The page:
Human Mesenchymal Stem Cells in vivo: The Cytoskeleton

Since their description in the 1970s1, mesenchymal stem cells (MSC) have been at the center of very active research with the challenge of using them as therapy in organ and tissue repair. For that purpose, it has been essential to develop culture protocols that would ensure their growth and, eventually, their differentiation into specific tissues2–8.

This living sample of human MSC from bone marrow kindly provided by PromoCell GmbH, was pre-coated with human fibronectin and cultured with low-serum cell growth medium.

Once incubated, the sample was observed under the 3D Cell Explorer. Nanolive imaging is a method of choice for stem cell imaging, as its technology avoids intense light exposure or labelling-induced perturbations, which limit the usage of imaging methods like fluorescence microscopy.

Human mesenchymal stem cells growing on fibronectin

This blogpost and our previous mitosis in human mesenchymal stem cells (MSCs) blog post feature the same cell type. However, the MSCs presented here grow on fibronectin, which resulted in a difference in shape (Figure 1). Fibronectin is a glycoprotein from the extracellular matrix that enhances attachment and spreading of cells cultured in vivo and in vitro9.

The use of fibronectin as substrate influences the cytoskeletal structures of the growing cells, leading to the formation of stress fibers in this case.

Stress fibers appear in most cell types, but most commonly on those of mesenchymal origin10 (Figure 2). Actin can be found in the cytosol as a monomer (G-actin) or as a polymer (F-actin). Stress fibers are bundles of highly compacted filamentous actin resulting from actin polymerization, that are associated with several cytoskeletal proteins like myosin II and α-actinin. They are connected to the underlying matrix -fibronectin in our case-, at one or both ends in structures known as focal adhesions1.

Cytoskeleton - With and without fibronectin

Figure 1: Difference in shape between human mesenchymal stem cells cultured without (left) and with (right) fibronectin.

Similarly to the distinguishable metaphase plate on our mitosis blog post, the high concentration of proteins in stress fibers leads to a detectable refractive index that allows us to visualize the structure under the microscope (Figure 2).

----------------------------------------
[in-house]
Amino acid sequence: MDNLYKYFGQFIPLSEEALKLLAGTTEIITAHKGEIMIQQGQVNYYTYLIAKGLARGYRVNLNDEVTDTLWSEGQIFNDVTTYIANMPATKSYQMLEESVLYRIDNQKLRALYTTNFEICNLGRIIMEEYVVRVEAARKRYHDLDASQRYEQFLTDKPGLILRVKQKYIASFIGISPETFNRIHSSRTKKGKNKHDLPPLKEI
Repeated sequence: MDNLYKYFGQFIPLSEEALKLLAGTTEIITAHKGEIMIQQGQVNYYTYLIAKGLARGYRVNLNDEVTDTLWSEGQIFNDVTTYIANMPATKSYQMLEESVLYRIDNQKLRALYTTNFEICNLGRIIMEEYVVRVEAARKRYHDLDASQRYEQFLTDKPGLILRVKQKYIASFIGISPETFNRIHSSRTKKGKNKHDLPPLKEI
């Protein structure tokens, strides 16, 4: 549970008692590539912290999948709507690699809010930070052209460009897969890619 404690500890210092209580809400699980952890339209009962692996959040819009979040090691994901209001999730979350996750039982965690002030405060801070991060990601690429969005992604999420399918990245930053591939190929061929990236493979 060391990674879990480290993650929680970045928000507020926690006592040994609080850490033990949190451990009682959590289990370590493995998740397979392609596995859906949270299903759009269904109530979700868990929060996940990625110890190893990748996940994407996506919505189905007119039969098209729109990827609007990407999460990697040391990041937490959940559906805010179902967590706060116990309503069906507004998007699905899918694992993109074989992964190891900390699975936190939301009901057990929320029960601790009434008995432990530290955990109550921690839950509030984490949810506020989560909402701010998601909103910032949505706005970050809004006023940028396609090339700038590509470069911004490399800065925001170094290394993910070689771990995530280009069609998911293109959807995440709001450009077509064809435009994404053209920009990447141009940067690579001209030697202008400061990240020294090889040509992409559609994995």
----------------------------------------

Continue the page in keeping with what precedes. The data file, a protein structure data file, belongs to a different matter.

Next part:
Stress fibers play a role in stem cell differentiation into specific tissues11.

Figure 2. Characterization of stress fibers in human mesenchymal stem cells. Right: schema from Burridge, K., & Guilluy, C. (2016). Focal adhesions, stress fibers and mechanical tension. Experimental cell research, 343(1), 14–20. Right: Image of hMSC obtained with the 3D Cell Explorer. Stress fibers are highlighted

  1. Dexter, T. M., Allen, T. D. & Lajtha, L. G. Conditions controlling the proliferation of haemopoietic stem cells in vitro. J. Cell. Physiol. 91, 335–344 (1977).
  2. Wolfe, M., Pochampally, R., Swaney, W. & Reger, R. L. Isolation and Culture of Bone Marrow-Derived Human Multipotent Stromal Cells (hMSCs). in Mesenchymal Stem Cells 3–25 (Humana Press, 2008). doi:10.1007/978-1-60327-169-1_1
  3. Pittenger, M. F. Mesenchymal Stem Cells from Adult Bone Marrow. in Mesenchymal Stem Cells 27–44 (Humana Press, 2008). doi:10.1007/978-1-60327-169-1_2
  4. Reger, R. L., Tucker, A. H. & Wolfe, M. R. Differentiation and Characterization of Human MSCs. in Mesenchymal Stem Cells 93–107 (Humana Press, 2008). doi:10.1007/978-1-60327-169-1_7
  5. Zigova, T., Sanberg, P. R. & Sanchez-Ramos, J. R. Neural stem cells : methods and protocols. (Humana Press, 2002).
  6. Fraser, J. K., Zhu, M., Wulur, I. & Alfonso, Z. Adipose-Derived Stem Cells. in Mesenchymal Stem Cells 59–67 (Humana Press, 2008). doi:10.1007/978-1-60327-169-1_4
  7. Mesenchymal Stem Cells. (Humana Press, 2008). doi:10.1007/978-1-60327-169-1
  8. Mesenchymal Stem Cell Culture | PromoCell. Available at: (Accessed: 20th May 2019)
  9. Birdwell, C. R., Gospodarowicz, D. & Nicolson, G. L. Identification, localization, and role of fibronectin in cultured bovine endothelial cells. Proc. Natl. Acad. Sci. 75, 3273–3277 (1978).
  10. Burridge, K. & Guilluy, C. Focal adhesions, stress fibers and mechanical tension. Exp. Cell Res. 343, 14–20 (2016).
  11. Steward, A. J. & Kelly, D. J. Mechanical regulation of mesenchymal stem cell differentiation. J. Anat. 227, 717–31 (2015).


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